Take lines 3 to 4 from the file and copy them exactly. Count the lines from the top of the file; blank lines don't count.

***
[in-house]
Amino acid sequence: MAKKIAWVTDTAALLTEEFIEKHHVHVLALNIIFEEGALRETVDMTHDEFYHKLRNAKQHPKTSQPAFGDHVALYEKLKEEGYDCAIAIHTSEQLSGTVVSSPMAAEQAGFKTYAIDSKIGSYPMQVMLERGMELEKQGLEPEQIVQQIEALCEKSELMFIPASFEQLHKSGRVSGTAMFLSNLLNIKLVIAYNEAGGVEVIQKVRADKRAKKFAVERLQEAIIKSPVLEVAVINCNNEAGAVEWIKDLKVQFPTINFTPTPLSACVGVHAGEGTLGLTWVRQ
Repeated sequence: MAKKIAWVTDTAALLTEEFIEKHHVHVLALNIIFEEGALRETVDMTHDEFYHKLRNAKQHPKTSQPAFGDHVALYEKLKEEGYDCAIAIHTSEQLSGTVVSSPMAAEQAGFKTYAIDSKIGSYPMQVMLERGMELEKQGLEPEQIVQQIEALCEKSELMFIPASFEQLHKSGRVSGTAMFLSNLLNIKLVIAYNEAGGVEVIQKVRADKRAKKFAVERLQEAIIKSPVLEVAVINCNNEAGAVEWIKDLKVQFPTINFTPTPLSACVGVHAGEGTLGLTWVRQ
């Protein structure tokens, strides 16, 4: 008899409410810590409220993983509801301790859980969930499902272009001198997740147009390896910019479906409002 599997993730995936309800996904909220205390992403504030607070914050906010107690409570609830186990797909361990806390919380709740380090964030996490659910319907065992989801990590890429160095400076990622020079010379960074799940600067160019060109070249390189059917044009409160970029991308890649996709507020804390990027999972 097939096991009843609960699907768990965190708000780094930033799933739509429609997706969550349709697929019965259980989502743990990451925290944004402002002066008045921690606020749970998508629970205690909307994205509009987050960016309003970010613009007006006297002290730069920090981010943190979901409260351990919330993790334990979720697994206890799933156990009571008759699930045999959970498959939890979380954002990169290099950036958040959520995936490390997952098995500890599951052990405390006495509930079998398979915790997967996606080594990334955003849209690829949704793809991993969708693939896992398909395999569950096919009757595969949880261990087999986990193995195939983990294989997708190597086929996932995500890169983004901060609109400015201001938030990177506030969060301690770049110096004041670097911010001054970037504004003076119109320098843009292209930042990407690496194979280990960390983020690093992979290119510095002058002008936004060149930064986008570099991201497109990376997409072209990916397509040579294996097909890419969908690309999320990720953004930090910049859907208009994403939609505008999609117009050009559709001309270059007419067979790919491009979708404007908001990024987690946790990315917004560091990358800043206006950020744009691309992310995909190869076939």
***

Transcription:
Repeated sequence: MAKKIAWVTDTAALLTEEFIEKHHVHVLALNIIFEEGALRETVDMTHDEFYHKLRNAKQHPKTSQPAFGDHVALYEKLKEEGYDCAIAIHTSEQLSGTVVSSPMAAEQAGFKTYAIDSKIGSYPMQVMLERGMELEKQGLEPEQIVQQIEALCEKSELMFIPASFEQLHKSGRVSGTAMFLSNLLNIKLVIAYNEAGGVEVIQKVRADKRAKKFAVERLQEAIIKSPVLEVAVINCNNEAGAVEWIKDLKVQFPTINFTPTPLSACVGVHAGEGTLGLTWVRQ
């Protein structure tokens, strides 16, 4: 008899409410810590409220993983509801301790859980969930499902272009001198997740147009390896910019479906409002 599997993730995936309800996904909220205390992403504030607070914050906010107690409570609830186990797909361990806390919380709740380090964030996490659910319907065992989801990590890429160095400076990622020079010379960074799940600067160019060109070249390189059917044009409160970029991308890649996709507020804390990027999972 097939096991009843609960699907768990965190708000780094930033799933739509429609997706969550349709697929019965259980989502743990990451925290944004402002002066008045921690606020749970998508629970205690909307994205509009987050960016309003970010613009007006006297002290730069920090981010943190979901409260351990919330993790334990979720697994206890799933156990009571008759699930045999959970498959939890979380954002990169290099950036958040959520995936490390997952098995500890599951052990405390006495509930079998398979915790997967996606080594990334955003849209690829949704793809991993969708693939896992398909395999569950096919009757595969949880261990087999986990193995195939983990294989997708190597086929996932995500890169983004901060609109400015201001938030990177506030969060301690770049110096004041670097911010001054970037504004003076119109320098843009292209930042990407690496194979280990960390983020690093992979290119510095002058002008936004060149930064986008570099991201497109990376997409072209990916397509040579294996097909890419969908690309999320990720953004930090910049859907208009994403939609505008999609117009050009559709001309270059007419067979790919491009979708404007908001990024987690946790990315917004560091990358800043206006950020744009691309992310995909190869076939």